March is a very important month for me this year. I don't think I've been more excited to see March in all my 20-something years of living.

After a completely horrific winter filled with back-to-back snow storms, tons of ice, funding the neighborhood kid's PlayStation as he continuously knocked on the door every snowfall asking if he could shovel our walkway and one too many slips and falls on the ice (I have too many bruises to count), I was beyond glad when March finally got here.


March means two things.

First, there's daylight saving time.

Honestly, I don't appreciate losing an hour of sleep during daylight saving time. In this modernized world where you can print three-dimensional objects and have Amazon drones deliver your packages, I am not entirely sure the case for daylight saving is applicable or even makes an ounce of sense.

Early practices of daylight saving time were derived as a means to save or conserve energy and keep people from wasting incandescent lighting. I reckon in 2014, most people are not concerned about wasting their incandescent lights, considering that every home renovation on HGTV is filled with beautiful recessed lighting and energy-saving bulbs.

Of the 195 sovereign states (or countries) in the world, America is actually only one of about 80 that still practices daylight savings and make scientist, farmers and my circadian sleep rhythm wish we didn't observe it. Many of the other 100 or so states may not practice it because of their geographical location to the equator, but the point remains the same.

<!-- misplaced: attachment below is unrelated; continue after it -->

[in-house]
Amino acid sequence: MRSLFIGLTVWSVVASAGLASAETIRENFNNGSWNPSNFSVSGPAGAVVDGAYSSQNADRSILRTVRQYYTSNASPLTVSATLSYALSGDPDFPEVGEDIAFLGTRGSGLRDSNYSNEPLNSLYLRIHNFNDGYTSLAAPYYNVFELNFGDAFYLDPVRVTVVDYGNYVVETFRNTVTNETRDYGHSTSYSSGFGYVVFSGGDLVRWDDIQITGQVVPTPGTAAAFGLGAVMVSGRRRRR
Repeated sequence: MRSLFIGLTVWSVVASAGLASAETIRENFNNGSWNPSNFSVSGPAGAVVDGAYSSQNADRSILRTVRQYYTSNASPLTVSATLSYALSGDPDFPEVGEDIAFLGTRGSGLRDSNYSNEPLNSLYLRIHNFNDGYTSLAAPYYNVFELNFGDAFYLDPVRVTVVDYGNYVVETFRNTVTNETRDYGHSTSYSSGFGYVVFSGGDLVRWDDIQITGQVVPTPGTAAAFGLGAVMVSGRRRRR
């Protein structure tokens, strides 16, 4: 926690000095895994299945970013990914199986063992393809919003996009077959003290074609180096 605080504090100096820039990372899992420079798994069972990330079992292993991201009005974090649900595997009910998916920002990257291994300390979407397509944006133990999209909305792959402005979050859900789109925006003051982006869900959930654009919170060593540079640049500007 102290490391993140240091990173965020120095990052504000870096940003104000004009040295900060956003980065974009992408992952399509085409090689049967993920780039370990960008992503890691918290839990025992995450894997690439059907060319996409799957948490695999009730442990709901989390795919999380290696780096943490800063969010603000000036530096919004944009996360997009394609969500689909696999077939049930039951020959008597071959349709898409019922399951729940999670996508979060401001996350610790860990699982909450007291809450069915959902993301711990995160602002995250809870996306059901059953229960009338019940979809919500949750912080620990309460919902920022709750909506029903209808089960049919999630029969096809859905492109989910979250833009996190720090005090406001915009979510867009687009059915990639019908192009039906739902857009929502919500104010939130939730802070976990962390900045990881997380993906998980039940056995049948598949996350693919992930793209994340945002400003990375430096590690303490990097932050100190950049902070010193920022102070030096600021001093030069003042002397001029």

As I took a girl's trip to Washington, D.C., last Friday on my day off, however, I was so appreciative that at 6 p.m. I could still feel the sun's warm rays beaming down on my face. As I walked down U Street headed to one of my favorite restaurants, Busboys & Poets, so I could grab a good book and some amazing food, I kept thinking: This is what life is all about.

March also means the official start of spring. Or so I hope; this fickle weather we've been having lately doesn't seem willing to let me fully enjoy the upcoming spring.

But as I left out of my home Monday morning to start the work week, I noticed a few bulbs of our perennials starting to push through out of the dirt ready to make their appearance for the season.

Winter means bare trees, yellow and dry frost-bitten grass and very little life in general. But spring breathes new life into the area.

The official first day of spring is always an important sign that Mother Nature is finally beginning to shift into a happier time. It means flowers will be blooming, springtime animals will be born and just an awakening of the senses.

Humans don't hibernate like other animals, but the winter time definitely keeps us locked up in our homes, scared to get frostbite or catch pneumonia if we're outside longer than it takes to run from the house to the car.

But in March, with longer days and better weather, I can finally also inhale new breath and emerge from my home to do outside activities. On Saturday, I ran outdoors for the first time in months. It was amazing.

I also can't wait until I can pack a basket and go to the park and partake in my first picnic of the year. March is also a mark for me, and for all of us, to begin evaluating our goals for the year. We're practically a quarter of the way through the year already.